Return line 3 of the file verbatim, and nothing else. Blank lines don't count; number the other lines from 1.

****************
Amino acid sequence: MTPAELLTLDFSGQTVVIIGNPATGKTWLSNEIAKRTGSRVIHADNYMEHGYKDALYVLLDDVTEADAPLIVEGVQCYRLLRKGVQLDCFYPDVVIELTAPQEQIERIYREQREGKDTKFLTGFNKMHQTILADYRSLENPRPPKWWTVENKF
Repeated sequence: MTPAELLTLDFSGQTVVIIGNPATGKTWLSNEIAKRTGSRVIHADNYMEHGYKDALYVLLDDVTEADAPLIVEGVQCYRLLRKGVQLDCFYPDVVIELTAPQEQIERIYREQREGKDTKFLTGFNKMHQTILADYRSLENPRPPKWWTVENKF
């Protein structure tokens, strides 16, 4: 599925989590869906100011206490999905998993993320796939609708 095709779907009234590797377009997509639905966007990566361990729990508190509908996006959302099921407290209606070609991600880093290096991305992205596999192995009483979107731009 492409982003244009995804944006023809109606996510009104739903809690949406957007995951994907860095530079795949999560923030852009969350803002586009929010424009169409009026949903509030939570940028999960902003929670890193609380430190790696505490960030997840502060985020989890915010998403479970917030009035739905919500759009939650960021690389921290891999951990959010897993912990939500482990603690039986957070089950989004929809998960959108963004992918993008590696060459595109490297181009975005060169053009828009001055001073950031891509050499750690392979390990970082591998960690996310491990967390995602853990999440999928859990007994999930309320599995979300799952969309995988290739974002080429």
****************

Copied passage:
């Protein structure tokens, strides 16, 4: 599925989590869906100011206490999905998993993320796939609708 095709779907009234590797377009997509639905966007990566361990729990508190509908996006959302099921407290209606070609991600880093290096991305992205596999192995009483979107731009 492409982003244009995804944006023809109606996510009104739903809690949406957007995951994907860095530079795949999560923030852009969350803002586009929010424009169409009026949903509030939570940028999960902003929670890193609380430190790696505490960030997840502060985020989890915010998403479970917030009035739905919500759009939650960021690389921290891999951990959010897993912990939500482990603690039986957070089950989004929809998960959108963004992918993008590696060459595109490297181009975005060169053009828009001055001073950031891509050499750690392979390990970082591998960690996310491990967390995602853990999440999928859990007994999930309320599995979300799952969309995988290739974002080429």